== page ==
• Amerind - prehistoric North America, populated by people abducted from North and Central America.
  • Dracheland - medieval/Arthurian, populated by people from medieval Germany.
  • Atlantis - was a major civilization, now ruins and jungle.
  • Palace of Jadawin.

and the monoliths on top of which the tiers are located are:

  • Thayaphaeawoed (surmounted by the Amerind tier)
  • Abharhploonta (surmounted by the Dracheland tier)
  • Doozvillnavava (surmounted by the Atlantis tier)
  • Idaquizzoorhruz (surmounted by the Palace of Jadawin)

The exact dimensions of the monoliths are not stated, and so they must be inferred from hints in the novels, such as the quote above. Unfortunately the various statements in the books seem to be inconsistent. For instance, the distance from the outer edge of the Amerind tier to the base of the monolith Abharhploonta is quoted as being 1500 miles (approximately 2400 km), while the surface area of the Amerind tier is quoted as being equal to that of North and South America combined (approximately 42 million square kilometers). From this information it can be inferred that the outer radius of the Amerind tier (and hence the radius of the monolith Thayaphaeawoed) is approximately 4000 km. The next tier down (Okeanos) consists of a circular ocean girdling the monolith Thayaphaeawoed, approximately 480 kilometers wide, and a circular beach and forest. The edge of the Okeanos tier is easily reached by foot from the beach in less than a day. It follows that the outer radius of the lowest (largest) tier of the planet is approximately 4500 km. This disagrees with the quote above, since, in order to have a surface area equal to that of the water surface of Earth, the world of tiers would require a radius of approximately 10,700 km.

Furthermore, the heights of the various monoliths are not consistent between novels. As one example, in the first novel of the series the monolith Idaquizzoorhruz is quoted as being 30,000 feet (approximately 10 km) tall, while in the third novel it is stated as being 100,000 feet (approximately 33 km) tall. These discrepancies may be explained by saying that the various characters initial estimates of the height of the monoliths are inaccurate, and become more accurate as they learn more about Alofmethbin.

In any case, while the overall shape of the planet is a conical stepped pyramid, it is clearly much broader (several thousand kilometers) than it is tall (around 100 km).


The single moon orbiting Alofmethbin is quoted as being approximately the same size as the planet Mars. The moon as seen from Alofmethbin is described as appearing two-and-a-half times bigger than Earth's moon. If this refers to the moon's angular width, we can infer that the moon orbits Alofmethbin at a distance of approximately 300,000 km.

Story and characters

Major characters

Robert Wolff/Lord Jadawin

Robert Wolff is a retired linguistics professor, aged in his sixties. While inspecting a house to purchase and live in during retirement with his wife, a gate to the World of Tiers opens before him. He passes through this gate, arriving on the Okeanos level. There he regains his youth and health, due to the effects of drugs in the water supply provided by the Lord Jadawin. He meets and falls in love with Chryseis, and when she is kidnapped, he sets out to rescue her, ascending the various levels of the planet. Most of this journey is undertaken in the company of Paul Janus Finnegan, aka Kickaha. Wolff and Jadawin are the same person.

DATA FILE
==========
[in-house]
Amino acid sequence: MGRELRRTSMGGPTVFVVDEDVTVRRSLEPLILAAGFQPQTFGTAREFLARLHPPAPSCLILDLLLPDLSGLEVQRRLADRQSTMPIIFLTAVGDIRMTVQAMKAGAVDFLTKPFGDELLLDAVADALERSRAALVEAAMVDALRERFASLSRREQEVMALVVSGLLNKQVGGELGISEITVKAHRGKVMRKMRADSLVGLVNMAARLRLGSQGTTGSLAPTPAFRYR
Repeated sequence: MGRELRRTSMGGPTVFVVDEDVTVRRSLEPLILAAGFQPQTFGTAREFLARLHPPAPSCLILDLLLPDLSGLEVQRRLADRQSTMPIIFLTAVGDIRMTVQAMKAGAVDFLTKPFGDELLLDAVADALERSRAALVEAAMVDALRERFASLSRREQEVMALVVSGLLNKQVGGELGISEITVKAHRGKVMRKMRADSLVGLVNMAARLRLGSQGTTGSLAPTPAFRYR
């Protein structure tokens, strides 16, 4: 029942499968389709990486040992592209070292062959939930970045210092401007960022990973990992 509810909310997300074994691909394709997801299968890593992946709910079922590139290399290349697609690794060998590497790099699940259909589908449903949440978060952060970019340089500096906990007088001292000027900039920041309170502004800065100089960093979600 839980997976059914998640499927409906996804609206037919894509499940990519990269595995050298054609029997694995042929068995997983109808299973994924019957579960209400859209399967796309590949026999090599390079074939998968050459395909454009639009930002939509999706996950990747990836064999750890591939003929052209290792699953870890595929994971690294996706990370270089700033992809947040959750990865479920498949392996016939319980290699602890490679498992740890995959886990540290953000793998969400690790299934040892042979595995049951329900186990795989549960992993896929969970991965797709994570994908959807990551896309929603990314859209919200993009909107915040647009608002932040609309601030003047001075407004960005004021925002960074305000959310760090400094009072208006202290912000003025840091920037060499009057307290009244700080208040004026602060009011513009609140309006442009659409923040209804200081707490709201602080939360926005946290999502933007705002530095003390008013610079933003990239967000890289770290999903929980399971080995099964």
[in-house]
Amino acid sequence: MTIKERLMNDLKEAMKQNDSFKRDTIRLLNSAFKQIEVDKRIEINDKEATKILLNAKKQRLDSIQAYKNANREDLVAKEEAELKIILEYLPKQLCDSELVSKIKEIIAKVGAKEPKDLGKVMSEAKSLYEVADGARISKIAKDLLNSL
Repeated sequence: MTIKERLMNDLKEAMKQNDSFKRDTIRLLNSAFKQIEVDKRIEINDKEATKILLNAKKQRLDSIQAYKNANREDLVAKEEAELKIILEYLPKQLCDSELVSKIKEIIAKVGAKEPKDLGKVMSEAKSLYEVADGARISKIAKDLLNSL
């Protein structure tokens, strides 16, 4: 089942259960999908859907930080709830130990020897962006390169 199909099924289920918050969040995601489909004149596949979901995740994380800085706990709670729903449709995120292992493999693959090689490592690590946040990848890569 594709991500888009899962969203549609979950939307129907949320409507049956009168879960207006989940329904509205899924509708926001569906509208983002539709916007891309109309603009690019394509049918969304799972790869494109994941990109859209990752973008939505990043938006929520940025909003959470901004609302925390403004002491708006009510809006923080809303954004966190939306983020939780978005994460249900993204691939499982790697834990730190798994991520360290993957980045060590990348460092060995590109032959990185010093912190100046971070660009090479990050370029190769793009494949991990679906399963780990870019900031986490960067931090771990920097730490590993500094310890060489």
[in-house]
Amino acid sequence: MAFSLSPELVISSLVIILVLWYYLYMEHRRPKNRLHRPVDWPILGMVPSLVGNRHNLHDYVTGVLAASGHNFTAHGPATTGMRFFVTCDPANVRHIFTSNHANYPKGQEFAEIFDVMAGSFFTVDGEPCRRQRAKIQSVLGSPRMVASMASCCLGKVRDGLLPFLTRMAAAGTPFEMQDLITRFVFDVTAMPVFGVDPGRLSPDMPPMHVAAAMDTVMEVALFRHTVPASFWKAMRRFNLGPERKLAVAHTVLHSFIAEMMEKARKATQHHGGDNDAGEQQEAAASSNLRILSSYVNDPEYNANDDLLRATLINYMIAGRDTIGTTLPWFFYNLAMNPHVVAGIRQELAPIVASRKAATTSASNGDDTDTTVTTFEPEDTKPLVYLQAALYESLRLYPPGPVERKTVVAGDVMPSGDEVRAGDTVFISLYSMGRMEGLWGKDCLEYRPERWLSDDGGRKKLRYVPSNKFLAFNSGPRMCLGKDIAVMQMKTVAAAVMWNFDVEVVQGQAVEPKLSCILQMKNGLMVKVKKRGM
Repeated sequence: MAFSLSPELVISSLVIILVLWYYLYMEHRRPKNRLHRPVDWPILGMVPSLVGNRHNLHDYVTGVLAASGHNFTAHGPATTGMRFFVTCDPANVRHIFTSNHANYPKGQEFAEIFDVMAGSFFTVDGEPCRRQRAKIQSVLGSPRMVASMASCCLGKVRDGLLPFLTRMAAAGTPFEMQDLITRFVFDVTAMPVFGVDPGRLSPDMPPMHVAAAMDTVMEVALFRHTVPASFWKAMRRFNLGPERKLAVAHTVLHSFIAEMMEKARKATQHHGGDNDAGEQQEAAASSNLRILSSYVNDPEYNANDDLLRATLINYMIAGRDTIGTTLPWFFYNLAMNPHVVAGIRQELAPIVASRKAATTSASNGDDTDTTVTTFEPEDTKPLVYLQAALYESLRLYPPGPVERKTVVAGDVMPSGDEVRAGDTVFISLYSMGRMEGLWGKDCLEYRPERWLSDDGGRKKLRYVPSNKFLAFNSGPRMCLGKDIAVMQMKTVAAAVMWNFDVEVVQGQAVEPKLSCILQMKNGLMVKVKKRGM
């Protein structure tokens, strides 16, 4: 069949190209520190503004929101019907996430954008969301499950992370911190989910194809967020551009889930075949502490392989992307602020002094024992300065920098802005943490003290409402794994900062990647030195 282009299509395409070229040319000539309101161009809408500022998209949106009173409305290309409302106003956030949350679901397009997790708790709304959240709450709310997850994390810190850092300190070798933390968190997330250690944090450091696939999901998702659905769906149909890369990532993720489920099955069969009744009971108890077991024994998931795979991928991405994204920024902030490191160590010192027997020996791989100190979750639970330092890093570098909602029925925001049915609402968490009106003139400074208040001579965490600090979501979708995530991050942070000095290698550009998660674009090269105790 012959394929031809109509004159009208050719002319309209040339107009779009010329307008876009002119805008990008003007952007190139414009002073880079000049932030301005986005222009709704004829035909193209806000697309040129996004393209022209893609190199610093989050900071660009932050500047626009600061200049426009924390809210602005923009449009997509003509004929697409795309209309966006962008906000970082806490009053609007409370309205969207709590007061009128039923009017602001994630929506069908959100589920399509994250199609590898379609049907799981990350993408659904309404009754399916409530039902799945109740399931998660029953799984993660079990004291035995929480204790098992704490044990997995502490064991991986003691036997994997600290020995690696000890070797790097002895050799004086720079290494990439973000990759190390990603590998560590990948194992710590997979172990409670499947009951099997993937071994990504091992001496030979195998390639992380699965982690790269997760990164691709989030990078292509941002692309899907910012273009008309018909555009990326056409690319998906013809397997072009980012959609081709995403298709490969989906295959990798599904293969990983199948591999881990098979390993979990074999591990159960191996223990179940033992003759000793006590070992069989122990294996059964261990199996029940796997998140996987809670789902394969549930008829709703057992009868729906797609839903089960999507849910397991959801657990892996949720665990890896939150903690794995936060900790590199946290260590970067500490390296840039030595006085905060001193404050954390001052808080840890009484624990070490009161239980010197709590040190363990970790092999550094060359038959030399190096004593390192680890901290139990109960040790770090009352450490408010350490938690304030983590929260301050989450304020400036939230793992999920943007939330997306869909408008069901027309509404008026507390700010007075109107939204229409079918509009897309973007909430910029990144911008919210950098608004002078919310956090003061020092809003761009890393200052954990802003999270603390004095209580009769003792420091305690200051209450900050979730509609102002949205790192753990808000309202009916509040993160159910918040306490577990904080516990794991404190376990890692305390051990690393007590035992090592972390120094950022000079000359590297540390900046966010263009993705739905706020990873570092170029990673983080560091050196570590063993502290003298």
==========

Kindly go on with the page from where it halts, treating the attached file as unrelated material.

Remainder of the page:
Paul Janus Finnegan/Kickaha

Paul Janus Finnegan was born in Indiana in 1918, and served in the American army during the Second World War, driving a tank. In the ruins of a museum in a small German town, he discovered a metal crescent made of an apparently indestructible metal, and kept it as a souvenir. This crescent proved to be one half of a gate to the World of Tiers, the other half belonging to a displaced Thoan who attempted to buy (and later, steal) the crescent from him. Finnegan interrupted the Thoan in the middle of entering the gate and accidentally activated the completed gate himself, ending up transported to the World of Tiers.

At the start of the first novel in the series, Finnegan has lived on the World of Tiers for approximately twenty-four years. In that time, he has learned many of the local languages, become extremely skilled at knife-throwing, archery, and other combat and outdoors survival skills, and lived under many assumed names and identities. In Dracheland, his identity is "Baron Horst von Horstman", whose coat of arms is a red jackass' head surmounting a fist with the middle finger extended. His favourite identity is that of Kickaha (meaning "trickster"), which he uses on the Amerind level.

Paul Janus Finnegan shares the initials of the author (PJF). This is also true of one of the main characters in the Riverworld series, Peter Jairus Frigate.

In The Lavalite World, Philip José Farmer strongly implies that Finnegan is the great grandson of Phileas Fogg, the hero of Jules Verne's Around the World in 80 Days.